Retro Robot 1/3: Modeling from Concept in Blender 2.9 | Daniel Kim | Skillshare

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Retro Robot 1/3: Modeling from Concept in Blender 2.9

teacher avatar Daniel Kim, 3D Artist and Designer

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Taught by industry leaders & working professionals
Topics include illustration, design, photography, and more

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Get unlimited access to every class
Taught by industry leaders & working professionals
Topics include illustration, design, photography, and more

Lessons in This Class

15 Lessons (1h 43m)
    • 1. Introduction and Series Overview

    • 2. Lesson 1 Rough Block In

    • 3. Lesson 2 Refining Head and Torso

    • 4. Lesson 3 Refining Arms

    • 5. Lesson 4 Refining Legs

    • 6. Lesson 5 Refining Claw Hands

    • 7. Lesson 6 Additional Geometry

    • 8. Lesson 7 Modeling Antennae

    • 9. Lesson 8 Cleaning Up Geometry

    • 10. Lesson 9 Marking Seams Pt

    • 11. Lesson 10 Marking Seams Pt

    • 12. Lesson 11 Organizing Geometry

    • 13. Lesson 12 Convert to High Poly Pt

    • 14. Lesson 13 Convert to High Poly Pt

    • 15. Lesson 14 Prepare for Export

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About This Class

When it comes to most 3D art, it all begins with a piece of concept art. Something you drew up yourself, a piece of art you found online, or perhaps one given to you at work.

In this series of classes, we'll be starting with a simple shaded drawing of a retro sci-fi themed robot. With the concept art at hand, you'll begin interpreting and translating it to 3D as faithfully as you can. Then add additional details to fill in the gaps left by the concept art.


Choose your own materials and colors, decals and weathering effects to bring the 3D art closer to life. Hook it up to a simple rig and give a dramatic pose, then top it off with equality dramatic lighting. Finally, render out the final image.


By the end of this project, you'll have brought a flat 2D concept art to life as a fully realized 3D art.

In order to help you accomplish all of that, this series of classes will guide you through the following major steps:

  • Modeling hard surface character from concept art

  • Converting low poly mesh to high poly mesh

  • Baking high poly mesh to low poly mesh

  • Photoreal texturing of hard surface character

  • Rigging and setting up a dynamic character pose

  • Cinematic photo studio lighting and rendering

The tools we'll be using are:

  • Blender 2.9

  • Substance Painter

A summary of the skills you'll end up with after finishing the series:

  • Ability to translate concept art to 3D

  • Knowledge of photoreal texturing techniques

  • How to pose and light characters for beautiful renders

Meet Your Teacher

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Daniel Kim

3D Artist and Designer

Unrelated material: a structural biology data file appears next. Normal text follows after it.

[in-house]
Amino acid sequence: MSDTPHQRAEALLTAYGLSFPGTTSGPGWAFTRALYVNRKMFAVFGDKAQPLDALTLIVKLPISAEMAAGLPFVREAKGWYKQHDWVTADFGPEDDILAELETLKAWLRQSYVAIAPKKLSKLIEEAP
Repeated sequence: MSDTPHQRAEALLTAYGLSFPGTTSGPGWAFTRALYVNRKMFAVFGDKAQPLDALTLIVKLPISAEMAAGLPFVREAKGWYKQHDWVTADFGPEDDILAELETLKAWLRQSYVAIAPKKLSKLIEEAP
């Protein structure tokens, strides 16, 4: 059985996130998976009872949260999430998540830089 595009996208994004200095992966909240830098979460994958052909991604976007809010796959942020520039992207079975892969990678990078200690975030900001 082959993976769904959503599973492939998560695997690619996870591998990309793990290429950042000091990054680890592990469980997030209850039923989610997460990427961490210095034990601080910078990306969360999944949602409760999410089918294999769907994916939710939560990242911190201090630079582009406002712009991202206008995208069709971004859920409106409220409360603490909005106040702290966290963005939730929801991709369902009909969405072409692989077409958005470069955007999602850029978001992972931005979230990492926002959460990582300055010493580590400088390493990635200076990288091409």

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1. Introduction and Series Overview: Hi, I'm Daniel Kim, and together we're going to learn about how to create this retro robot character. Starting from this piece of concept art, I'll start off by creating the low poly model in Blender. Then we're going to convert that low quality model into a high polygon version. And that's going to come in handy later when we're texturing. So we can break down all those nice edge details. And this texture painting worse will be done inside of Substance Painter. Afterwards, we bring it back into Blender where we can set up a simple rig and pose the character for some nice renders. And this is the final result. Right? Let's get started. 2. Lesson 1 Rough Block In: Hi, this is Daniel Kim. Welcome to this course. We're going to be covering how to create a simple retro style robot. We're going to of course, take care of modelling inside of Blender. And then we'll handle texture work in Substance Painter. That's really my favorite combo, is to go from lender to substance and then back to Blender. For final renders. I will provide concept art for this robot we're about to build. It's intentionally simple in terms of the shape language. And it's also got some cartoony proportions. So that further ado, let's get started by creating sort of the most obvious shapes, which be the spheres that make up really most of the torso for this character. So we're gonna go on this upper left tab called Add mesh and UV sphere. And what I like to do at the very beginning is start out with very faceted low-resolution primitives to make it easier to adjust later on. And actually, let me quickly add in armature rig to quickly get a sense of how big to make this character. So I just wanted to find out what's like a normal human height based on this rig and how I can get rid of it. It was under the same tab, Add and armature fetal and see armature option here. You can go to Edit Preferences, Add-ons. And then this long list of add-ons you can check on or off, look for rigging, reify. And having that checked on, we'll have the skeleton rig available for you to just add into your scene. All right, so moving on. Let's copy and paste that sphere to create the chest. Repeat to create the hip. And then I'm going to do that again for. The shoulders. All right. Now the most approximate primitive to the lens would be cylinder. So we're going to add that primitive type. And again, I'm going to bring down the detail way down in this Settings window here in the bottom left corner. Scale it down, bring it into position. Stretch it up and down to make our leg copy and paste it to the other side. Copy and paste to make arms out of these. And then the feet look like hemispheres. So I'm just going to grab one of these spheres that we already have. Select the bottom half. And there we go. We've got some feet right there. And let's add some claws for the hands. Might start with the cube, actually. Just extrude faces and shape it into cloth. All right, Copy Paste. Okay, So what we did just now is we finished blocking in our character. And this stage of the modeling process allows us to just quickly whip up the approximate shapes that we need. And once we have that end, that allows us a chance to take a step back or mounded and check that we're happy with the overall shape, proportions. And the idea really, we're checking to see if the, the concept works. I think this is a good start. Pretty happy with what we have. We can now continue to detail out these primitives so that it'll fit much closer to the concept. Art. 3. Lesson 2 Refining Head and Torso: So first, let's begin at the top with the head. Again. Notice saying that the concept, it's not a perfect circle, it's a little bit flat and wide. I'm going to apply smooth shade. And it's going to get rid of the fascinating. Let me add some, some cylinders to form the ears. Now, since this face is inside the head and can't be seen, will get, go ahead and erase that since we don't need it. And we're going to make it taper slightly outwards. Apply, Shade Smooth. And I'm going to go to the Object tab, hit Apply. All transforms. And in that basically zeros out everything under the object properties. Location, rotation, scale, everything 0 here if one here. And what that'll let me do is do a clean mirror modifier, which is going to save us from having to repeat the same work. So that'll do it for the ears and bring it down slightly. And let's move on to the chest. We can get rid of these faces at the top, which we can't see anyway. Same with these faces at the bottom, which we also can't see. Let's apply Shade Smooth from the object context menu. And again, judging by the concept, I don't think it's a perfect circle. It's a slightly squashed. So apply that scale in the z-axis. And then let's go ahead and model the color, which you can see in the concept. Let's pull this out. Add another edge loop, which is this button. The shortcut for the K-map settings that I have, which is industry standard, just happens to be all see. Someone let it flare out. And now we got a bit of a lip here. Add or mark this edge loop sharp. But in order for that to show up, I need to hit Object Data Properties. Open the normals and check auto smooth on. Let's bump this up to 60 degrees. So far, so good. Let's keep on moving down the torso. Deletes extraneous faces. Scrunch in the z axis. Apply Shade Smooth. Add extra edge loops in order to create a rim. Like so. And let's select this edge and market sharp. Again, check on auto smooth. The degrees to 60, which all that is is the lower it is, the more sensitive the shading, those smooth shading will be. Actually the opposite. The lower this value is, the more edges is, it's going to automatically keep sharp. And then if I bump it up, it's going to apply smoothing more aggressively. 4. Lesson 3 Refining Arms: Move on to this shoulder here. Now, I do want to be mindful of topology and kinda oriented. You notice this is kind of axes. Is, it has an axis that's straight up and down. I want to orient it to point towards the body of a first. I notice again in the concept that's not a perfect circle. It's kind of squashed, slightly squashed circle. So once I apply that scale adjustment, I'll go ahead and rotate it and point it towards the chest. Okay. Something like that. Let's select these hidden faces, delete them, and apply Shade Smooth. Of course, we need a sort of a band or a ring object to create this joint between the shoulder and the chest. We can use parts of the geometry on the shoulder. To do that. Let's select this edge. Spread it out a bit. Not too much. Still gotta keep it inside the chest. Let's add an edge loop. Expand that. Maybe another visual appear, another one here. Let's get rid of this one. So now we have auto smooth 60. And now we have the effect we're going for. Of course, want to save ourselves the trouble of repeating what we just did. Let's just take this number two. I'll show you what happens when you apply a mirror. Before you apply Transform. See it just kind of just kind of mirrored in this axis because the pivot is still in the center of the object. So you'll see what happens now as soon as I apply all transforms and sets that pivot to the center of the scene. Now it's going to mirror across this plane. So we got our shoulders all nice and detailed out. And I think we need another sort of a ring loop here on the shoulder piece that joins the arm. You think an easy way to create that would be just to select the ring that we already have on the shoulder. I selected this, this loop just by double-clicking and JSON faces. And now I'm going to expand that selection with the arrow key. And I'm going to hit the duplicate key to move it away. I'm going to rotate it, resize it, and fit it at the bottom here. Let's hide this for a moment so I can get a better look at what's going on here. And right now it's this is like I'm blenders considering this one big object, I'm going to separate it by selection. So I commend it, built this separately. Let's set the origin to geometry. Turn off mirroring for now. Set origin to geometry so that when I want to move it around, I don't have to use use a manipulators all the way down here on it, right where the object is like so. So yeah, let's move this around, make sure it's sitting where we want it. Also, I want to pull this into the shoulder objects so that we don't see this edge. I'm gonna see if I can set different modes for the transform orientation. So selecting normal allows me to have this manipulator orient to the direction of this ring. So I'm going to pull that up into the shoulder. And now everything's airtight. Me unhide that arm from before. And since we're already on the arm, let's just continue with this. Now the concept is showing me that the arms are a lot more slender than how I have it initially blocked out. And just to maintain this this sort of slightly flared out angle of the shoulder, I'm going to rotate the arm to try and match that. I wanted to intersect with the existing GO. And let's grab this edge and bring it in. Again to make an air tight. We don't want any gaps. Okay. And we can delete these faces on the ends. Yeah, just delete the faces. Let's apply Shade Smooth. And then four, we do the hand. Let's mirror what we have so far. Let's see. Supply transforms for both those objects apply the mirror modifier. 5. Lesson 4 Refining Legs: I would get rid of this because we know we're going to, after we work on this, will just mirror it to the other side. And we do need a ring lip around here where it meets the leg. So for that, I'm just going to copy what we already have since it's very similar. And I'll grab vertices, scale it up, rotate it, fit it onto the hip, make sure it's airtight. And maybe I can scale it up just a tad more. Looks pretty good. Now, I want to delete faces on both ends of the leg. Apply Shade smooth. This doesn't need to be all the way up here. You can bring it down like so. And it would help to fit the leg inside this socket if we just rotate it out a bit like that. Now, this stat button is very handy. I'm going to switch it to vertex, make it snap to center. And then that'll allow me to snap the center of this object to a vertex that I know is sitting up there, right? This, this vertex, this edge loop. Go in and make little adjustments to make sure we fill up any gaps. Right? It's got to be air tight. Fact, let me grab these edges and just bring them in to be safe. So we can pull this up a bit. Doesn't need to be this long. Alright, so sometimes when you set the transform orientation to normal, it will change the orientation of the manipulator tool. As you expect it. Sometimes not. See if I select Normal, it's like kinda off. So it's worth trying a local. And in this case it's giving me what I want so I can just pull it up and it's going to the it's going to move in line with the direction of the leg here. Going to bring it up to about here. And make this thinner in one axis. Okay, let's work on the feet for a moment. So we definitely don't need the top faces there. Let's get rid of that. And this needs a bit of a soul or like cushion at the bottom. So let's extend the bottom most edges downward. And now I'm going to switch the snap to setting to increment and then check on absolute grid snap. What that's gonna do is see this grid in the scene. That'll allow me to snap onto that grid. And I know that this plane is where 0 is at the y-axis or the z-axis, which is essentially where the floor is supposed to be. So let's close up this opening. We could use the bridge edge loops action to close it out like that. And let's double-click and select this loop of faces, which we want to extrude. Now. When you press the hotkey for Extrude multiple times, note, notice it cycles through different extrude modes. I want one which will extrude these faces. I selected perpendicular, this outwards evenly. And that's gonna give me this, this soul at the bottom of the shoe, I guess you could call it. Let's get rid of this edge loop since we don't need it. And we need need a ring around here. For the transition between leg and feet. Something like that. Let's apply Shade Smooth and auto smooths. Let's bump this up to 70 so that everything smooth up there. And then we're going to select this edge loop on the outside of the ring March chart. And then now we have the effect that we want. Alright, so they'll probably do it for the legs. Now, we can grab these two objects, apply, transform and mirror it across the other side. You can just do it one at a time. There we go. Okay. 6. Lesson 5 Refining Claw Hands: Let's get to the claw hands. Now looking closely at the concept art, I'm thinking maybe be easier to start with a cylinder with some more detail. Because most of those shapes in the claw are kind of circular. So let's bring this cylinder in. Scale it down, position it. Notice I just switched on the snap mode with hockey. Just switch it on and off whenever you need it. And one thing you want to align something like I wanted this to be straight with the arm. That's where the snap mode is very handy. And then you can turn it on, right when you need it and turn off when you don't. Okay. Yeah. So for the first joint that connects the clause with the risks here, looks like a small cylinder. So that's when I got here. And then to create the actual clause, I'm going to create an even bigger cylinder. Just, just wider really. And let's select the faces on both sides of that. This new cylinder hit the hockey for inset faces, which will let you do this. And then bridge faces. Just delete these bottom faces here to break up the loop. And now you've got the round clause. Since we have that, we can definitely get rid of these placeholders. So don't be afraid to use the, the rough block in use as much of it or as little of it as you want. You know, we made use of block in or the initial block in objects for the actual geometry. But in this instance, we found a better way to make the deal detailed version of it so we can just scrap the block and just think of it as placeholder. Now, this claw, I like the shape and everything, but in relation to the rest of the character, It's a bit big. So I'm going to scale it. Play around with the scale. I think something like C. Around there. That looks good. I I don't forget. Now we got after we deleted the faces, the bottom here we've got this opening. Let's seal it up by bridging these edges. And actually, what we can do here is hit the hockey for bevel. And then delete these faces that are inside the this joint. Okay? Apply shade smooth, ply, auto smooth. Let's see the opening at the end of the arms here. Same trick we used earlier. Bridge edge loops. Let's go ahead and match the, this, the orientation of these clause with the angle of the arms. You can just eyeball. It. Looks good. Looks like we forgot to apply auto smooth to the arms there. We need a little ring joint. The wrist. We can just use part of the arm by adding an edge loop. Double-clicking to select the edge faces at the end here. Let's extrude it out slightly and switch the transform orientation to normal. There we go and then pull this out. So we have a bit of a bevel at the end there. Same with these edges, like so. But I want these to be sharp edges. So I'm going to mark, oops, not mark scheme, mark sharp, k. Let's apply transform to the, the claw. So we can apply the mirror modifier. 7. Lesson 6 Additional Geometry: We're almost done modeling, we're not quite done yet. So a few more details that we need to add. Fact. I think what I wanna do, these earmuffs are a bit low res. I think 88 sides might not be enough. Let me redo those earmuffs with the cylinder that has, say, ten sides. And then we can use this same the same era of object for what looks like very similar shapes on the shoulder and then the chest there. K set this to snap it there. Okay. Now we got that and let's get rid of these old earmuffs. Shade Smooth. Mark, sharp, normals, 60 degrees. It looks much better. Let's copy this. Move into the shoulder. Adjust the rotation. Like so I need another one for the chest. Cfs the right position and now a little lower. Actually. Maybe somewhere like that. Maybe even lower that somewhere around there. And I think that does it. Yeah. That looks like the right place. Okay. So it's the same deal as before. A transform on all of them. Now, since we have a lot of or multiple objects that we want to apply the same modifier. What you can do. And you can just imagine a situation where you don't have just two or three, maybe you have 10. And you don't wanna go through the tedium of applying the modifier or one at a time, especially if it's the same modifier. I have all of these objects selected. One of them has a modifier that I want. And then under the Object tab, Go to make links and choose Modifier. Okay, one little detail that I realize is important. Notice how these two selections have a reddish outline and this one has a yellow outline so that the ear most is the one with the mirror modifier that I want. And that needs to be the object selected last, right? You can shift select these different objects. But whichever one Q select last, that's the one that gets the yellow highlight. Once you get your selections. Correct. Go object, make links modifier once again. And that's going to take the modifier from the last selected object and apply to the rest of the selected objects. All right, so now we got all of those pieces mirrored in one fell swoop. Okay, So that takes care of this little detail. Geometry. 8. Lesson 7 Modeling Antennae: Now there's a couple more things that we need to add to the face. All right, looking at the concept here, looks like you've got a pair of eyes, some kind of horn antenna thing and grill for a mouth. And actually the eyes and the mouth. That's something we could probably save for the texturing. A phase of this project. Those are details we can definitely add onto the surface using Substance Painter. So let's focus on the antenna pieces. And for that thinking, we can use a very low detail cylinder. In fact, I think eight size is still too much for what we need. We probably get away with six, a six sided cylinder instead. Okay, so let's resize it way down. Something like that. Looks to me like, oops, let's change the extrude mode to this one. Extrude region, which lets me extrude straight up. It looks to me like in the concept, the antenna goes up and then it takes a 90 degree turn. Can I turn on the X-rays? I can select the vertices in the front and the back. Try and make this corner a little sharper. Something like that looks good. Now notice this n gone at the end of this piece here, there's six sides and it's usually best practice to maintain quads are triangles, especially for art assets you intend to use in video game. So all I did there was use the knife tool to draw manually draw an edge across the face there. So now we got two quads that make up this face. And you can use a hotkey to bring up the knife tool or you can press this button here. This is the knife button symbol. Shade smooth. Auto smooth. Looks like we need a bump up that auto smooth tat to get rid of that sharp edge there. And let's go ahead and plant this antenna onto the head. See, maybe needs to be a little longer. The x-ray tool is very handy like watch what happens if I select these vertices without the x-ray tool and I move it around, you'll notice that there's this vertex and the back that wasn't selected. Right? Because when you select something in this view mode, it's only selecting what you can see with the camera and not what's behind with x-ray view. When you make a marquee selection, it's going to select everything from behind. You know, just like hence why it's called X-ray. So here let me switch the transform orientation to it looks like local or global work to extrude this into the head. And pretty happy with that. You just some small adjustments. Really just nitpicking here. I want to be as faithful to the concept art as possible. So that's looking pretty good. Let's apply Transform. Apply mirror. And it looks to me like we have a finished model of the robot. And it's pretty close to the concept. And I initially thought I might model the face details here, but since it's flat and like, you know, looks, looks like on the concept is it's just flat along the surface. We can definitely manually painting those details and Substance Painter. So we'll just, we'll just save that work for, for later. 9. Lesson 8 Cleaning Up Geometry: So if you haven't saved already, go ahead and take a moment to save what you have so far. Very important. You don't want to lose all that work in case your computer freezes or you have a blackout or something like that. So backup your work. And right now we're going to prep our model for Substance Painter. Just a couple of housekeeping things we need to go through before we bring it to Substance Painter and apply textures. So first thing, I'm going to switch to wireframe mode and look for any cleanup that we can do in terms of topology, sorry, terms of topology or any kind of messy geometry. So I'm already noticing now like with a lot of these cylinder shapes, the ends are made up of n guns, which are basically any faces with a more than four sides. And will probably be okay. But again, it's just good practice to maintain quads and triangles for game assets. So let's select, oops, the easiest way I've found to actually write. So let's use the knife tool. Actually. So there's multiple ways to skin a cat. But in this case, I'm just going to delete the face, select all the edges except for two opposite ones, and apply bridge edge loops. And then we end up with these nice quads to cover up the end of the cylinders. So let's just go through each of the cylinder pieces and apply the same actions until there are no more left. I think this might be the last one. In fact, we can get rid of these faces that are inside the arm. Let's select the outer edges. Like so. There's that. And then we end up with this opera triangle at the end. You can use fill to close those up. And since most of these objects are mirrored, everything we did to one side is already applied to the other. And now gotten rid of all the end guns. 10. Lesson 9 Marking Seams Pt: The next thing to do is UV unwrap our character. Now, substance painter has a very useful feature that automatically unwraps your UVs for you. And in fact, it'll go so far as to take care of all the UV seams as well. What I found is that instead of letting Substance Painter do all of the UV unwrapping by itself. It really goes a long way if you kind of meet it halfway and just set the seams. And once you set the seams in all the right places, all the best spots, then whatever auto UV unwrap that substance painter does is going to be way cleaner than if you just let it do everything by itself. So that's where we're going to do. Right now. We're gonna go through and kind of mark wherever makes sense to lay down UV seam. So I think that's a good spot right there where we probably have a break in material. This material, this object is going to be a different material from this surface. And let's see, I think we need seams along here. Now. If you haven't gathered already, the light-blue lines mark the edges that are marked sharp. And the sort of reddish orange lines mark the edges that you've marked as a seem. Oftentimes, the same edges that you've marked sharp are also the edges that you want to mark edges and it can be kinda distracting. So I'm gonna go ahead. Under viewport overlay. Tab down here. I can check off sharp and then it's going to hide the sharp edges so that when I select these edges now I can better see what I'm doing. I'm going to mark seam there. Mark seam here. Now you might be wondering, how can I know which edges to mark seam and which ones not to. This I have to say is just going to come about with a little bit of practice. Once you've UV unwrapped a handful of assets, you'll begin to get a sense of where are the best places to put them. To allow for kind of distortion free unwraps. Generally, I look for places that are hard to see, like the armpit here, That's a good spot for a UV seam. I also choose edges where I know there's going to be a break in the material type of breaking the surface. That is. So I think that's gonna do it for the shoulder. We just did that. Now let's at a seam there along again right where the armpit is, where it's kinda hard to see and hear. Right. Because the outside, front and back of the arm is going to be seen more often than the inside of the arm. So that's another good place to put a theme. Here. I'm going to put another scene where I know this surface is going to have a different material from this surface. I want to have a seam here because even though, even though these faces are all going to be the same material, because, because of this 90 degree change, it's going to be much easier to flatten out if I leave seam there. And for things like loops and rings. One, you want there to be a point where we're that ring can, can split and flatten out. So that'll be a good spot for that. Hopefully you get the idea. Okay, So just finish marking seams for the lens. 11. Lesson 10 Marking Seams Pt: I believe the torso and the head is all we got left. All right. That takes care of the torso. Now, moving on to the head. We miss this. These are extraneous faces. All right, last piece. I believe that's everything. Now. You do want to check that you have enough edges for good unwrapped. And a good way to check is to go into edit mode, turned on x-ray, select all the faces. Hit the UV Editing tab up top. And in the UV context menu, hit on RAB and just see what that gives you. And in our case, it's not looking so good. Not sure why we got these huge UV Islands and these smaller ones. Usually blenders. Uv unwrap is pretty good about making everything even. And of similar sizes. I'm curious with this is oh, look. We have extra faces. We don't need looks like a bunch of them. Now we just missed mostly to do with these sort of weird shapes. So let's get rid of that and do another unwrap. So that's exactly why we, even though the intention is to let Substance Painter do the final unwrapping, is still gotta check it in Blender. When I saw those weird shapes, I knew there was something wrong with few of the seams, but I just found another one. So this one should have a seam along the sides here, right? Otherwise you end up with a very distorted. So doughnut island there. All right. Again, so I'm just zooming in and looking through for any odd shapes. And the shapes that look like bad, badly distorted unwraps. But I think everything looks good now. Okay. 12. Lesson 11 Organizing Geometry: Good on the topology, we're good on clean geometry, no end guns, no extraneous faces. And we got enough UV seams for a distortion free, clean unwrap. The only thing left is to organize our, our objects in this hierarchy window. So think of this character as a moving, potentially animated character down the line. And as a robot, there's parts of it that are going to stick together and parts of it that are going to kind of move independently from one another. So right away I know that all of these little do dads on the head, That's that's going to stay where they are. Exactly the same. So I wanted to combine those objects right here. We just have like this long list of cylinders and spheres, and spheres. But now we're going to take a moment to group them, join them together into larger objects. And then we're gonna go through and, and kinda rename these so we know what's what. Now before I join these together, notice what happens. The mirror effect goes away. Need to go through each of these objects and apply the mirror. Okay, so and you can tell which ones. I mean, it's almost all of them. But if you just look at this hierarchy window, the objects which have these blue wrench symbols next to the name. Those, that symbol represents a modifier. So let's just click through and start applying these one by one. All right, so now let's go ahead and start joining these objects. Now, if you just select all of them, I had a little arrow or a sorry, a error pop-up here because I had a few objects selected, but none of them were, had this yellow highlight. That tells Blender which object to join the other objects too. So just be aware that a little quirk that Blender has. So let's see. Here I know that these will stay together. And then these will stay together. That's fine. These will stick together. Okay, so we've combined objects wherever. Oh, actually, let's combine these. We have combined objects where it makes sense to combine them. And now let's go through and rename this. Let's call this retro robot things. Let me copy the first part of that name. Says what they'll all start with. Richer robot, feet, claws, arms, head, torso, shoulders. Now, the way we've organized these objects, for now, this will service well for Substance Painter, right? This, this, this is a good setup for Substance Painter. Once we bring those textures back over to Blender and apply them, we're going to have to do a little reorganization afterwards too, to make it make sense for reading and animation, which is outside the scope of, of this project. But even so, everything we build, we want to keep in mind best-practices. 13. Lesson 12 Convert to High Poly Pt: So low poly mesh is ready for texturing and there's nothing to stop us from diving straight into Substance Painter, just just with this. But if you're willing to spend a little extra time, it would go a really long way to create a high poly version of this that we'll bake down to the low poly version. So that's we're gonna do. Right now. We want to leave this guy as it is. So we're going to select everything and make a copy. Actually. In the Outline window here we can just duplicate collection. So let's hide the original, rename, this new collection. Rename the old one. So we know which one's which. And we can go through all these different pieces in, add a subdivision surface modifier. Like to bump this up to two. So it's a one-to-one representation of what's going to be exported. And the trick with converting low poly mesh into high poly mesh is let me turn off visibility of this modifier for a second by clicking the real-time toggle button. The trick is to lay down edge loops at the right places and see. So let's start at the bottom here. And we're going to use the loop cut tool to create additional edge loops. Close to the edge here and watch what kind of effect that has. Right? The, the tighter the edge loops are bunched together, the sharper the corners become when you apply the subdivision surface modifier. And typically, you want to have these edge loops on either side of the corner that you want to sharpen. So I'm going to select the faces on the sides here and do a inset action. Inset faces like so. Kind of equal distance from this edge as the earlier edges we put down. And now you can see the effect that it has on the subdivision. And let me switch the switch that offers I can oh, and I want to hide seem edges because it's kinda distracting. We want from this surface to this surface should be a completely clean break and there shouldn't be a smooth transition whatsoever, right there. Two different pieces kind of attached together. So for those cases, it's best to just separate it entirely, separate by a selection in the face context menu. And let's throw in some edge loops. Because I want this one. Oops, I want these edges to have a little sharpness. So I'm adding edge loops on either side of those edges. And let me use edge slide to bring that little closer. Maybe even closer, and another one there. And just like before, select faces, inset faces. Let's see what happens when we turn this back on. And you can see the, the edges are smooth, ER is still smooth. But by the way, we place those edges, it gives us control over how sharp or how smooth out these edges get. Okay? So let me, I wanted to push this out so that it intersects with his band. Maybe. Never mind. As if you find it. It's right up. As long as there's no gaps in between, there should be fine. So that does it for the arm. Let's take care of these claws. So again, putting edge loops close to the corners that we want to sharpen. And we want those edge loops on either side of the edges we're going for. Finally. Don't forget to add this way. Zc, all of these edges will be sharpened. Let's do the same thing on this side. And if I wanted to be super accurate, I could mirror, copy this over to the front, but this piece is simple enough where I can just repeat the steps. Eyeball it. Right, looks about the same. Let's apply subdivision surface albedo, levels viewport to two. And there you have it. This is the difference. Moving on to the shoulders. Let's add our edge loops. Now. Thankfully, our model is fairly simple, so you'll find that when you're working on more complex geometry, it's not so simple to add edge loops with the loop cut tool. In those instances, you would have to do a lot of manual work to clean up your edge loops. But with this model, you can pretty much rely mostly on the edge loop. Sorry, loop cut tool. And be made fairly quick work of turning, turning everything into high poly. So same trick as before. Edge loop. Here, inset here on the face, on the faces. And I don't think this spherical shoulder piece needs any edge loops. Think we can just straight away apply the subdivision modifier and, and that's good. So I, I noticed I go sharp, a sharp edge here, or should be smooth. Let me see if it goes away when I apply it Shade smooth but doesn't. That's probably because if you were to go to Edit mode and look under viewport, overlay, drop-down menu. And we turn sharp back on. Just as I suspected, there's all these edges are marked sharp. So we do not need these for the high poly version. So notice once we get rid of those, then we eliminate that sharp edge and it's the nice smooth sharp corner that we want. Now over here I see a problem with sub-division transitioning from the sphere to this band, where we want those to be totally separate like we see here. So let's turn off preview. Turn off the preview. Let's isolate this band piece, separate selection. And that should give us the effect that we want. Where now you see there's a clean break. So that's it for the arm. I'm going to get rid of everything on the other side here. And let's join these back together. Bring these back together. And all we can worry about renaming them a little later. I'll go ahead and apply the mirror modifier to each of these pieces. And notice when I combine these two to return them to the way these pieces were organized before. That's going to be important later. When we feed the high poly and low poly to Substance Painter. We need to present it with matching objects for to know which one's, which pieces to bake down to which. 14. Lesson 13 Convert to High Poly Pt: All right, let's work on the head and then we'll work our way down to the feet. So the head, I'm going to add Azure with their edge loop here. Select the outward facing faces, use inset faces. I also want to get rid of or clear sharp so that they don't interfere with the subdivision modifier. Let's add an edge to here and here. So that the shape maintains that the L shape. Same thing to this side. Oops. Select faces, that the ends. Instead those faces. And again, like the shoulders, the sphere shape should be fine without any additional edge loops. Let's add a subdivision surface and see how that looks. And I like it. I think it would be better if you can use scrunch that in a little bit. So it's more of a, yeah, a smoother curve there. So that's looking nice. Get to the torso. And I realize already that this color need to separate it from the rest of the torso sits attached. At the moment. We'll simply separate it by selection. And let's add the edge loops that this needs. Add edge loops to these guys. Just like before. Let's get rid of edge. Clear, sharp, slap on, subdivision. Both these pieces. Okay. Nice. Moving on to the hip. Same deal. At this top part, got to separate it. Let's add edge loops. By the way, I'm using a hotkeys to switch modes between editing edges, vertices, faces. Let's add edge loops down here. Oh, and let's not forget this guy. I'm going to eyeball it to be same as what we did on the other side. More or less. So let's apply. So division. Apply it to this one as well. Okay. Legs are pretty simple. Don't really need to add edge loops to that. Finally, we're down to the feet. Select well, so I just selected the top ring of faces and then I hit the hockey for Expand selection or select more to get the additional ring of faces, which I can then separate off the rest of the feet. I need to do the same with the Soul here. I wanted to separate from this. Just, just checking the bottom. See I have everything selected there as well. And let's add our edge loops, right? Depending on how, depending on how sharp you want your edges to be, you're going to bring this edge loop closer or farther from the edge you're trying to control. And you'll quickly get a sense of how far or how close to put down your edge loops after some practice. And then we don't really need to do much to do this. Piece can just go straight to adding the subdivision modifier. And we've finished converting the feet too high poly, high res version. We don't want this guy. Let's get rid of it. And let's combine these. Since they originally were combined. Then we can mirror it to the other side. So with just a little extra time, a little extra work. We managed to convert the entire character from low to high poly using the low poly version as a starting point. 15. Lesson 14 Prepare for Export: Now, one last step before we bring everything to Substance Painter as a very important last step. So we got a set of geometry in low poly and another set, a second set of geometry that is high poly. We need to name everything in such a way that the high poly and low poly objects correspond to one another. So just to get started, retro robot arms, we want to give that underscore low at the end of that name. And then for the high poly version, we want to give it the same name except change the very end to underscore high. So now we have a pair of objects that have the same names with the only difference being the underscore low. Underscore high. Okay. And that's how Substance Painter is going to read the FBX file. And that's how it's going to pair up these objects to do the baking operation. Let's go through the low poly objects and add underscore low to each of them. And then over here, first meeting to make sure see if we collapse them. You notice these numbers. They indicate how many objects are in the collection. And you can see that in the low poly collection there's eight objects. High poly question that is 10. So we need to combine a few things here. Earlier. We separated and recombines objects. For the high poly conversion. We now need to organize the high poly objects to be the same as it was for the low poly objects. So we'll just go through the list and in visually check. So clauses good. Go ahead and add underscore. Feet. Feet is good. And. It's the same. So here it is. We have one object for the entire hip and the low poly collection. But after we split this top ban from the rest of the hip and the high poly version, we forgot to combine them. So undo that now and join the two. And now we have one head. Legs are the same, shoulders are the same. And here's where we need to combine them again. You have one torso, the low poly, we have two in the high poly because we split them earlier. So let's select it to combine them. Now we have one again. We'll add underscore high. And notice now that this is the same number of objects for both, which is what we want. And we have all of the objects named are the two different versions to the low, low poly and high poly named exactly the same, you know, organized and grouped exactly the same. The only difference is the end the names. Oh, and then just as a last check, let's select all of the high poly matches and see if there are any sharp edges we want to get rid of. But actually, the sharp edges that are still there, that doesn't really matter. Yeah, wouldn't make a difference if we clear sharp or not. Now that we have both versions, the high poly and low poly versions of our retro robot. Let's go ahead and export it. For Substance Painter. Now we need to export both sets of models separately as their own FBX. So I have the high poly collection switched off. I want to select all of the low poly GO. And then under File Export, Let's choose FBX. And we're going to call it ritual robot low or something along those lines. And we can check on selected objects just to be sure that we're only exporting the low poly version. So that's been exported. We're going to switch off low poly collection. Turn on the high poly collection, select everything in there. Same thing, File export, FBX, and I'll call this ritual robot high. Now we have two FBX files that we can bring into Substance Painter for baking.